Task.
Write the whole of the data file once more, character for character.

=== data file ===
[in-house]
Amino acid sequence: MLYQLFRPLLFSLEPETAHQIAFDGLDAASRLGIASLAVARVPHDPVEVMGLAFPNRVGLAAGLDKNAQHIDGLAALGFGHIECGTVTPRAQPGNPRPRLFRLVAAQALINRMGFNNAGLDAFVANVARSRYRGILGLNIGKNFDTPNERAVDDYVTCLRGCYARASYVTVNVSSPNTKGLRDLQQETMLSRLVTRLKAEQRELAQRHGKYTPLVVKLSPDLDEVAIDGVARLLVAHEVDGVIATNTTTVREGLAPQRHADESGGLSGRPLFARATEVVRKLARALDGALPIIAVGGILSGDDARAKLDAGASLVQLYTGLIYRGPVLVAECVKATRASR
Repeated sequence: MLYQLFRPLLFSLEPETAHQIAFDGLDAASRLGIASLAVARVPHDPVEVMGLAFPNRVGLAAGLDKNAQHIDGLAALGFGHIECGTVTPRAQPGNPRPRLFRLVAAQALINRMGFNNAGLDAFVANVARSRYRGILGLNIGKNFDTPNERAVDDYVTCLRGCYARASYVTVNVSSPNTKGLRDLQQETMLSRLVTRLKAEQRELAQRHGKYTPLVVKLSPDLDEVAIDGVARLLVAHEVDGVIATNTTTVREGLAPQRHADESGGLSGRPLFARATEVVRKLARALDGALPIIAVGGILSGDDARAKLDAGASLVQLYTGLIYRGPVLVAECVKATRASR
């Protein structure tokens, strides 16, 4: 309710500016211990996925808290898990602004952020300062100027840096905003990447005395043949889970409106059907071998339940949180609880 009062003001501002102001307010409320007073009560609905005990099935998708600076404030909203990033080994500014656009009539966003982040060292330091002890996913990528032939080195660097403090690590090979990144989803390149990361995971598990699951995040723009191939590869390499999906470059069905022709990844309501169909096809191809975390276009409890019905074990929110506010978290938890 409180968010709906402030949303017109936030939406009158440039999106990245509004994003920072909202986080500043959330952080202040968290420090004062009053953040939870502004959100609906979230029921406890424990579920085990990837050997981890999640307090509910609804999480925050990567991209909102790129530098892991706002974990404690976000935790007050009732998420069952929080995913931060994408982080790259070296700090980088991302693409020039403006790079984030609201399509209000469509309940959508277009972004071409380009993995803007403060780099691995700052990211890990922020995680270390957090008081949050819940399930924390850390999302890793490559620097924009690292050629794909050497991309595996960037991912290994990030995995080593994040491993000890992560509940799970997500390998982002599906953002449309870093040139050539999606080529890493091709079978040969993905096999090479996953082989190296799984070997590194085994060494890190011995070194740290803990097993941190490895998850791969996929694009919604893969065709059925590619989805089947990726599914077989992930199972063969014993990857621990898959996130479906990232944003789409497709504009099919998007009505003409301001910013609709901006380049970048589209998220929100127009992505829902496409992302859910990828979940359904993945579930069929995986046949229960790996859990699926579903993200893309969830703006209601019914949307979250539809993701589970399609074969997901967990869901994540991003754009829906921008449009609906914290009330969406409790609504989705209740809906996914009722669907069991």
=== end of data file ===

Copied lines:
[in-house]
Amino acid sequence: MLYQLFRPLLFSLEPETAHQIAFDGLDAASRLGIASLAVARVPHDPVEVMGLAFPNRVGLAAGLDKNAQHIDGLAALGFGHIECGTVTPRAQPGNPRPRLFRLVAAQALINRMGFNNAGLDAFVANVARSRYRGILGLNIGKNFDTPNERAVDDYVTCLRGCYARASYVTVNVSSPNTKGLRDLQQETMLSRLVTRLKAEQRELAQRHGKYTPLVVKLSPDLDEVAIDGVARLLVAHEVDGVIATNTTTVREGLAPQRHADESGGLSGRPLFARATEVVRKLARALDGALPIIAVGGILSGDDARAKLDAGASLVQLYTGLIYRGPVLVAECVKATRASR
Repeated sequence: MLYQLFRPLLFSLEPETAHQIAFDGLDAASRLGIASLAVARVPHDPVEVMGLAFPNRVGLAAGLDKNAQHIDGLAALGFGHIECGTVTPRAQPGNPRPRLFRLVAAQALINRMGFNNAGLDAFVANVARSRYRGILGLNIGKNFDTPNERAVDDYVTCLRGCYARASYVTVNVSSPNTKGLRDLQQETMLSRLVTRLKAEQRELAQRHGKYTPLVVKLSPDLDEVAIDGVARLLVAHEVDGVIATNTTTVREGLAPQRHADESGGLSGRPLFARATEVVRKLARALDGALPIIAVGGILSGDDARAKLDAGASLVQLYTGLIYRGPVLVAECVKATRASR
């Protein structure tokens, strides 16, 4: 309710500016211990996925808290898990602004952020300062100027840096905003990447005395043949889970409106059907071998339940949180609880 009062003001501002102001307010409320007073009560609905005990099935998708600076404030909203990033080994500014656009009539966003982040060292330091002890996913990528032939080195660097403090690590090979990144989803390149990361995971598990699951995040723009191939590869390499999906470059069905022709990844309501169909096809191809975390276009409890019905074990929110506010978290938890 409180968010709906402030949303017109936030939406009158440039999106990245509004994003920072909202986080500043959330952080202040968290420090004062009053953040939870502004959100609906979230029921406890424990579920085990990837050997981890999640307090509910609804999480925050990567991209909102790129530098892991706002974990404690976000935790007050009732998420069952929080995913931060994408982080790259070296700090980088991302693409020039403006790079984030609201399509209000469509309940959508277009972004071409380009993995803007403060780099691995700052990211890990922020995680270390957090008081949050819940399930924390850390999302890793490559620097924009690292050629794909050497991309595996960037991912290994990030995995080593994040491993000890992560509940799970997500390998982002599906953002449309870093040139050539999606080529890493091709079978040969993905096999090479996953082989190296799984070997590194085994060494890190011995070194740290803990097993941190490895998850791969996929694009919604893969065709059925590619989805089947990726599914077989992930199972063969014993990857621990898959996130479906990232944003789409497709504009099919998007009505003409301001910013609709901006380049970048589209998220929100127009992505829902496409992302859910990828979940359904993945579930069929995986046949229960790996859990699926579903993200893309969830703006209601019914949307979250539809993701589970399609074969997901967990869901994540991003754009829906921008449009609906914290009330969406409790609504989705209740809906996914009722669907069991």